Classroom, Virtual, Home and more: School Options
With parents and kids sharing workspaces, dining tables turned into classrooms and pets now a part of Zoom meetings, school – of every kind – has looked quite different since March. With a new school year starting, parents are weighing their options – and there are more than you might think when it comes to your child’s education. The choices are plentiful and diverse, and there is a right fit for each family.
· Traditional public school - The most popular choice comes with many perks like sports and clubs, as well as resources for special needs or accelerated programs. Teri Brinkman, executive director of strategic communications with Greenville County Schools, said the curriculum is not scripted and that the state generally updates the curriculum every seven years to stay current. She noted that public schools embrace diversity in their student body and with their teachers, adding that the men and women employed by the school system are their greatest asset.
● Virtual public school - There are a few options for this now, including individual districts with their own virtual programs. Students attend classes online and complete assignments at home. Teachers are certified and provide real feedback to their students like a traditional classroom. Joshua Kitchens is the executive director for Connections Academy in South Carolina, and he noted that students can work at a faster or slower pace as they need, with greater flexibility than a traditional public school. Families can easily enroll online
● Private school - Families who want a little more control over what their children are being taught while sending them to a traditional classroom might choose a private school. Perhaps they choose it for a more religious education or a certain trait the school might promise. Christ Church Episcopal School’s director of communications, Jamie Bryant, said students are taught leadership skills, self-discovery and how to have a servant attitude. The curriculum is carefully thought out with high expectations for students.
● Traditional homeschooling - Here, parents are the teachers and they can take a leading role in their child’s education. Families can pick a curriculum that works best for them. Katie Smith, who has been homeschooling her three children for several years, said homeschooling can give families the flexibility to turn anything into a learning experience. Children must still follow a 180-day education plan and include the basics of reading, writing, math, social studies and science. There are several homeschooling organizations across South Carolina to help families figure out what plans work best for them.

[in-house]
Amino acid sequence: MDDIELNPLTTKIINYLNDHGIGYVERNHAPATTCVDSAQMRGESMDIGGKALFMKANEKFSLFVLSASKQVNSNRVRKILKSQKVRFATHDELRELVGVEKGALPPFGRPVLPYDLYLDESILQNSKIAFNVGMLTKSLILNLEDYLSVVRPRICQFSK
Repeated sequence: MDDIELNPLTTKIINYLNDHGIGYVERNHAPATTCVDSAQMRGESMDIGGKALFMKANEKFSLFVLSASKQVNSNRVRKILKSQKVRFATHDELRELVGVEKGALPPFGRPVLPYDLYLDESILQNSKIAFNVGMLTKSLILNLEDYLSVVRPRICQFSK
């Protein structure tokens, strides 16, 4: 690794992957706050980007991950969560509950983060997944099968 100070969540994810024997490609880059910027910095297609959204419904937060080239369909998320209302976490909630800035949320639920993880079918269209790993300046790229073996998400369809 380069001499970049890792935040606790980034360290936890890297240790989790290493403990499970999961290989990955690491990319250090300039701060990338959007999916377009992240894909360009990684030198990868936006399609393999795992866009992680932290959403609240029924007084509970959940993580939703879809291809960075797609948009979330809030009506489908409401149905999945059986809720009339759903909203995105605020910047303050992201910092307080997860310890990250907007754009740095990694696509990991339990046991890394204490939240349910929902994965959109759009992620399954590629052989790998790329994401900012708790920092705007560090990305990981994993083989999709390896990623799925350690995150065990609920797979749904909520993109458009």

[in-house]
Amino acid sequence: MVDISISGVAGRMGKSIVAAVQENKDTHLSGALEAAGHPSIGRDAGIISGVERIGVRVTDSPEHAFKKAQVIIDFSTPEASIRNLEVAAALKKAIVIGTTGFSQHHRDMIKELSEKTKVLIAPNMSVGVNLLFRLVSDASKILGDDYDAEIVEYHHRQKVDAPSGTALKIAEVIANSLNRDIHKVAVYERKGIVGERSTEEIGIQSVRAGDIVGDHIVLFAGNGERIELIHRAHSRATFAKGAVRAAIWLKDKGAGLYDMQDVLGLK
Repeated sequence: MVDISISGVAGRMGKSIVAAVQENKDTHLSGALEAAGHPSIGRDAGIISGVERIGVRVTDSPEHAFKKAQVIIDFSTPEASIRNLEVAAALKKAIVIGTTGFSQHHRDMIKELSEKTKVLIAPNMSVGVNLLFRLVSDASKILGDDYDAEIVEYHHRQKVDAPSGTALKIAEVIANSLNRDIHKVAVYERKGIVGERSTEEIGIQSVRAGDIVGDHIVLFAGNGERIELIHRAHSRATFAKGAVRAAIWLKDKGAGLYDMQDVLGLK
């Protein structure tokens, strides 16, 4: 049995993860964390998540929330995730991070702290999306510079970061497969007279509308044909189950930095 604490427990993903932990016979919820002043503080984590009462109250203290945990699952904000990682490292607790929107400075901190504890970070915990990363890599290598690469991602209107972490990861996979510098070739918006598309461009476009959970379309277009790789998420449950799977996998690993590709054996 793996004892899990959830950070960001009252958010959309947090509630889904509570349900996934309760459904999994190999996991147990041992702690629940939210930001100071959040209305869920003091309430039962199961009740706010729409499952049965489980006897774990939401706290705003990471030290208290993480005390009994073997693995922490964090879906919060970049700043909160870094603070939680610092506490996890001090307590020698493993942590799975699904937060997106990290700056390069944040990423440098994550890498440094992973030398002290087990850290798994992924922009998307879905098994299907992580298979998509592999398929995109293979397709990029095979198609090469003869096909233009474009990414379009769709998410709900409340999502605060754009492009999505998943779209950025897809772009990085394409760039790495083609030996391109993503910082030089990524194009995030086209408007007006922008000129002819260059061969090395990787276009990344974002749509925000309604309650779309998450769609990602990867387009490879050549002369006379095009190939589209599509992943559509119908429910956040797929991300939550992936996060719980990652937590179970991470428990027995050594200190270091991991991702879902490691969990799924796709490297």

● Hybrid school - If the idea of homeschooling appeals to you, but you know you’re not a teacher, a hybrid school might be appealing. Here, students attend class with other children two or three days a week, but then stay home to work independently (or with a parent) the other days. Blythe Beaumont with Clemson Classical Academy said this type of schooling is more of a work environment, giving students a chance to gain real experiences they couldn’t get in a traditional school setting. There are hybrid schools popping up all over the country and more are coming into the Upstate each year.
● Charter schools - These are public schools tailored to meet a certain need in their student body. There are 17 Upstate charters schools in the South Carolina Public Charter School District. Lakes and Bridges in Easley designed to create an optimal learning environment for children with dyslexia. Teachers are trained to teach a certain model that helps these children thrive. Charter schools have a focus, and many families either feel it can meet a child’s need or a desire for their family dynamic.
No matter what path your family decides to take, your child’s education is the most important decision you can make for them and will shape their future for the better.